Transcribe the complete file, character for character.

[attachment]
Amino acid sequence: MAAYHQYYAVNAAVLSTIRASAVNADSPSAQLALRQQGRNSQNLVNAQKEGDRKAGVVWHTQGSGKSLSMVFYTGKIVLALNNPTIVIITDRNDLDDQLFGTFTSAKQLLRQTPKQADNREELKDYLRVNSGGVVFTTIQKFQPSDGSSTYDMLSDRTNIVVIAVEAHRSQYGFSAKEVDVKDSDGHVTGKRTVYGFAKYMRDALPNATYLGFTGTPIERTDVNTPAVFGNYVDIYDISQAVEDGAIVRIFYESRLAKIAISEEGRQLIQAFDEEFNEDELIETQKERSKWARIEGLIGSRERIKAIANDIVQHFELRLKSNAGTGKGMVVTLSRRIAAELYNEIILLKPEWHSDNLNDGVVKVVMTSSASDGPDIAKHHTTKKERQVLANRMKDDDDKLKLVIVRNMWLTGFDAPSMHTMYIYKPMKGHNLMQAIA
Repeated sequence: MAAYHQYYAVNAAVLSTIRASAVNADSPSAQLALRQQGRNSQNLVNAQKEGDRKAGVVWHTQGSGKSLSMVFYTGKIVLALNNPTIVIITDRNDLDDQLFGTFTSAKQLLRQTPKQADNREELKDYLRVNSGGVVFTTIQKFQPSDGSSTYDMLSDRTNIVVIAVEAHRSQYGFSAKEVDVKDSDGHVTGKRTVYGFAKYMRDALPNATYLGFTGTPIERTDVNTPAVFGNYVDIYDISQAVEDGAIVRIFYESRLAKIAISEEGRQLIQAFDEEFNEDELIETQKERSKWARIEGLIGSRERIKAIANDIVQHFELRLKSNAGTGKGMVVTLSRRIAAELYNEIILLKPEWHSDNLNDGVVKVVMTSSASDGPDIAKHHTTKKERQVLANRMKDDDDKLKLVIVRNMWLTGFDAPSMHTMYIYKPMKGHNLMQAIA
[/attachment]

Amino acid sequence: MAAYHQYYAVNAAVLSTIRASAVNADSPSAQLALRQQGRNSQNLVNAQKEGDRKAGVVWHTQGSGKSLSMVFYTGKIVLALNNPTIVIITDRNDLDDQLFGTFTSAKQLLRQTPKQADNREELKDYLRVNSGGVVFTTIQKFQPSDGSSTYDMLSDRTNIVVIAVEAHRSQYGFSAKEVDVKDSDGHVTGKRTVYGFAKYMRDALPNATYLGFTGTPIERTDVNTPAVFGNYVDIYDISQAVEDGAIVRIFYESRLAKIAISEEGRQLIQAFDEEFNEDELIETQKERSKWARIEGLIGSRERIKAIANDIVQHFELRLKSNAGTGKGMVVTLSRRIAAELYNEIILLKPEWHSDNLNDGVVKVVMTSSASDGPDIAKHHTTKKERQVLANRMKDDDDKLKLVIVRNMWLTGFDAPSMHTMYIYKPMKGHNLMQAIA
Repeated sequence: MAAYHQYYAVNAAVLSTIRASAVNADSPSAQLALRQQGRNSQNLVNAQKEGDRKAGVVWHTQGSGKSLSMVFYTGKIVLALNNPTIVIITDRNDLDDQLFGTFTSAKQLLRQTPKQADNREELKDYLRVNSGGVVFTTIQKFQPSDGSSTYDMLSDRTNIVVIAVEAHRSQYGFSAKEVDVKDSDGHVTGKRTVYGFAKYMRDALPNATYLGFTGTPIERTDVNTPAVFGNYVDIYDISQAVEDGAIVRIFYESRLAKIAISEEGRQLIQAFDEEFNEDELIETQKERSKWARIEGLIGSRERIKAIANDIVQHFELRLKSNAGTGKGMVVTLSRRIAAELYNEIILLKPEWHSDNLNDGVVKVVMTSSASDGPDIAKHHTTKKERQVLANRMKDDDDKLKLVIVRNMWLTGFDAPSMHTMYIYKPMKGHNLMQAIA